‘Not in Xhosa culture’ to turn off life support

2013-06-27 00:00

CULTURE dictates that any machine keeping former president Nelson Mandela alive must stay on until a divine power decides his mortal life should end.

That’s the view of traditionalist and diviner Dr Nokuzola Mndende, who also spoke about a meeting in Qunu on Tuesday at which elders and family met.

Some reports held that elders believed Mandela’s ancestors were unhappy with grandson Mandla’s decision to relocate family graves to Mvezo some years ago.

“He can only be punished for his own wrongs, not for those of his children or grandchildren.

“Even the switching off of the life support machines, in our culture that’s unheard of. Only God decides an individual’s boundaries in life.

“If the discussions were on cultural and traditional issues, then only cultural and traditional issues were discussed,” she said.

Mndende said in such times families gather and discuss various issues, and that “there’s no need for outside interference”.

“This is purely a time for the family to discuss matters that matter to them, and not to the outsiders.

“It is disrespectful for outsiders to want to interfere; for people to lay flowers at the hospital where Madiba is admitted; and the letters written by schoolchildren. By this time the Madiba family should be left alone, this is their time. All this fuss is just for publicity and people don’t realise that they are making Madiba a freak show,” she said.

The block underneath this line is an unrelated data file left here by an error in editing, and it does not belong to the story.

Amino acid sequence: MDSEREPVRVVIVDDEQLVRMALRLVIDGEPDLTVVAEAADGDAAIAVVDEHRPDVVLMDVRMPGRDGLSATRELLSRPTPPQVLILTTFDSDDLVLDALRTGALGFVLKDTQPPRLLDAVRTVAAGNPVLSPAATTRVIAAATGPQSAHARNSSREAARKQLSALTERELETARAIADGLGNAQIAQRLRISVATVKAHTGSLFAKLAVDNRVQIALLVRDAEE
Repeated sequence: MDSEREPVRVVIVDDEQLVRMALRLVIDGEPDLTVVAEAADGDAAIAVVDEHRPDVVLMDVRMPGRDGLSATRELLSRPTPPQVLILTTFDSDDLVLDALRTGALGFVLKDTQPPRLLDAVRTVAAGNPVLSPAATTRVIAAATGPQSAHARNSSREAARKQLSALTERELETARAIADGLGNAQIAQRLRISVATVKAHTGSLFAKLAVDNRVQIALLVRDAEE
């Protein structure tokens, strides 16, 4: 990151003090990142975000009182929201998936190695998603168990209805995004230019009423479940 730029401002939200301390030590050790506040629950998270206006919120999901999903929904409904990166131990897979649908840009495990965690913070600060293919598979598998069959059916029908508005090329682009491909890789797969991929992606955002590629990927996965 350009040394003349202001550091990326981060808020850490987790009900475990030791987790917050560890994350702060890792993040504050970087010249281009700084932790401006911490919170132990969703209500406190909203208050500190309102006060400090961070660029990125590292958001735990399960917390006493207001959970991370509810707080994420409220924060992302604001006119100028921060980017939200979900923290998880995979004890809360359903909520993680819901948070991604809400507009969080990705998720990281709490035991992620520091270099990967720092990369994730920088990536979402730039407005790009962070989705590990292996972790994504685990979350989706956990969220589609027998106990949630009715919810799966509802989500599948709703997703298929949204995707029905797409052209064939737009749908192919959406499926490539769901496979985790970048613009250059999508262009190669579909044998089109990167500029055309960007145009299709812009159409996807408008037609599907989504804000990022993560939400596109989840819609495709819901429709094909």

Mandela’s condition remains serious but precise details, such as his responsiveness or lack of it, are unconfirmed.

It is also unclear what machines may be keeping Mandela’s vital signs going.

Anton van Niekerk, professor of philosophy at the University of Stellenbosch and director of the Centre for Applied Ethics, said it is better to switch off life support if there was no indication that the patient could recover.

“The family must take this decision in consultation with the medical team — and this is never an easy decision,” he said, especially when it is the life of an extraordinary person at stake.

But Van Niekerk said cultural convictions had to be respected as far as possible.

“The main question from a medical perspective is whether there is any reasonable chance for the person to continue living without the machines.

“The definition of death in our justice system requires brain activity. If a person shows no brain activity, the process cannot be turned around.”

Dr Keymanthri Moodley of the U.S. Centre for Medical Ethics said it did not make any sense to keep someone alive on machines if there was no hope for a recovery.

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